Pandora and its brethren are the bust companies of our current era. There were hundreds of such companies founded in the mid-to-late 1990's that raised millions and billions in IPO capital and promptly flushed it down the toilet. Pandora will join them.

  • Report this Comment On June 20, 2011, at 2:04 PM, motleymarty wrote:

    waterinfo, what would SIRI holders do without your well reasoned, informative posts?

    As usual, some people still cannot see the forest for the trees.

  • Report this Comment On June 21, 2011, at 8:41 AM, RealSmart11 wrote:

    I would have to argue that some of the comments left on here are incorrect, for example the person saying pandora wont be here in 5 years, I started listening to pandora 5 years ago and all it has done was grown, what makes you believe that it wont last another 5 years, the first 3 years are the hardest. Congrats to the person who realizes that as more people use their smart phones they will utilize streaming music websites/apps EX. Pandora. heck, on the Blackberry Pandora comes pre-loaded on the system. Who knows is Pandora will be bought out by a larger company but all that will do is help the stock. Ignorance is Bliss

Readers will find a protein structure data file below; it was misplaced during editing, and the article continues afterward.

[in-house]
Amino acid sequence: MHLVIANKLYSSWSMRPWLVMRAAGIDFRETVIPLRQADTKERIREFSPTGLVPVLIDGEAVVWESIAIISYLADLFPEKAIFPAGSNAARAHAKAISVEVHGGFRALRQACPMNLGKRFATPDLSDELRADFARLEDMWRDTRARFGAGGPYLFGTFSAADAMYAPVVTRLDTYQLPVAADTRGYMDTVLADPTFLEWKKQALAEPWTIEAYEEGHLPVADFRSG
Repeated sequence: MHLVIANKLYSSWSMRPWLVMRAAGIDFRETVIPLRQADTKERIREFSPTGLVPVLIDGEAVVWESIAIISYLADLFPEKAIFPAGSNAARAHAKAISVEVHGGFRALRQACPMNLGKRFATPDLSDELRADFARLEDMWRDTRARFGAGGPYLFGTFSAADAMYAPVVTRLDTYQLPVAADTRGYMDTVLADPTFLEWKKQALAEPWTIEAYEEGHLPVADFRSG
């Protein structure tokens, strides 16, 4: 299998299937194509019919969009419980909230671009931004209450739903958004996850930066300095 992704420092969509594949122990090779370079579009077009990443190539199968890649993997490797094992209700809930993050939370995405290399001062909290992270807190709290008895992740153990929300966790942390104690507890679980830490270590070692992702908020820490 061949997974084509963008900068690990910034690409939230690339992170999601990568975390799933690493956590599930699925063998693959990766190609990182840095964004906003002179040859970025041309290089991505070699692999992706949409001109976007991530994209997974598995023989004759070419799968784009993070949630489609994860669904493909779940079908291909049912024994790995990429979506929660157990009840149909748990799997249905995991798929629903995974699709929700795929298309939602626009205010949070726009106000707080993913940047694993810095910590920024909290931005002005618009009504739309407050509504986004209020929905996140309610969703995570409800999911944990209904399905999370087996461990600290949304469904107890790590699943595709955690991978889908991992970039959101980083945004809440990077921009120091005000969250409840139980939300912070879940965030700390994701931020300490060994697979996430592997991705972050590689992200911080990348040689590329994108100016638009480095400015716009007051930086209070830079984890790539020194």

• Report this Comment On June 21, 2011, at 8:41 AM, RealSmart11 wrote:


  • Report this Comment On June 21, 2011, at 4:16 PM, marqs wrote:

    I would separate two issues, the product and its ability to make a profit.

    From a product standpoint, they have 30MM unique restrations, which to me demonstrates that the product has traction. Furthermore, the type of people who use this platform are not just looking for their "favorite songs" they're looking to get exposed to new songs/bands that would interest them. So the argument "who the **** has time to sit and listen to songs all day long hoping to find one decent one" is a total non-starter.

    The problem, as with most .com start-ups is figuring-out how to turn a profit. If I had the answer to this one, I would be rich man.